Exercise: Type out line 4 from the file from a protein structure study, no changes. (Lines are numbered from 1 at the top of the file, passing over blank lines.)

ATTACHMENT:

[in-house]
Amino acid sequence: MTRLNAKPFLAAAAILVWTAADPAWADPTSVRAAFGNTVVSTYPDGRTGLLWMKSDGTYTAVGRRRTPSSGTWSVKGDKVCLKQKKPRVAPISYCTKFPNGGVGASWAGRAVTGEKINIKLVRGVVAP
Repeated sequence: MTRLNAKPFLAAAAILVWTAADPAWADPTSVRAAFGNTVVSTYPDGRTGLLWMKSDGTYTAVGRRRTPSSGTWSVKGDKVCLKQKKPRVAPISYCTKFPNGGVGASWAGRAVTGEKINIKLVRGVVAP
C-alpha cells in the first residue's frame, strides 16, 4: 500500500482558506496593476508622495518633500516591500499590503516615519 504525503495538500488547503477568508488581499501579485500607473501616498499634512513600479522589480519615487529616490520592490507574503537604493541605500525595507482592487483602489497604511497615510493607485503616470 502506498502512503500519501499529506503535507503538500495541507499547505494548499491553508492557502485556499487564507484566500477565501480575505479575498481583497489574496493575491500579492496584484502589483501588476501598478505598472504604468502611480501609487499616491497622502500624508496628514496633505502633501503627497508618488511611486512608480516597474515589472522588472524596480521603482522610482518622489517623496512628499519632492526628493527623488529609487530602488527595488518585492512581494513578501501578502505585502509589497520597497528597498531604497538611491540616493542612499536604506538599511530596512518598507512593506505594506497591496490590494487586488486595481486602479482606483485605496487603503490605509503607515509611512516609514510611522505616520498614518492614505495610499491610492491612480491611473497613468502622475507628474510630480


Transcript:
C-alpha cells in the first residue's frame, strides 16, 4: 500500500482558506496593476508622495518633500516591500499590503516615519 504525503495538500488547503477568508488581499501579485500607473501616498499634512513600479522589480519615487529616490520592490507574503537604493541605500525595507482592487483602489497604511497615510493607485503616470 502506498502512503500519501499529506503535507503538500495541507499547505494548499491553508492557502485556499487564507484566500477565501480575505479575498481583497489574496493575491500579492496584484502589483501588476501598478505598472504604468502611480501609487499616491497622502500624508496628514496633505502633501503627497508618488511611486512608480516597474515589472522588472524596480521603482522610482518622489517623496512628499519632492526628493527623488529609487530602488527595488518585492512581494513578501501578502505585502509589497520597497528597498531604497538611491540616493542612499536604506538599511530596512518598507512593506505594506497591496490590494487586488486595481486602479482606483485605496487603503490605509503607515509611512516609514510611522505616520498614518492614505495610499491610492491612480491611473497613468502622475507628474510630480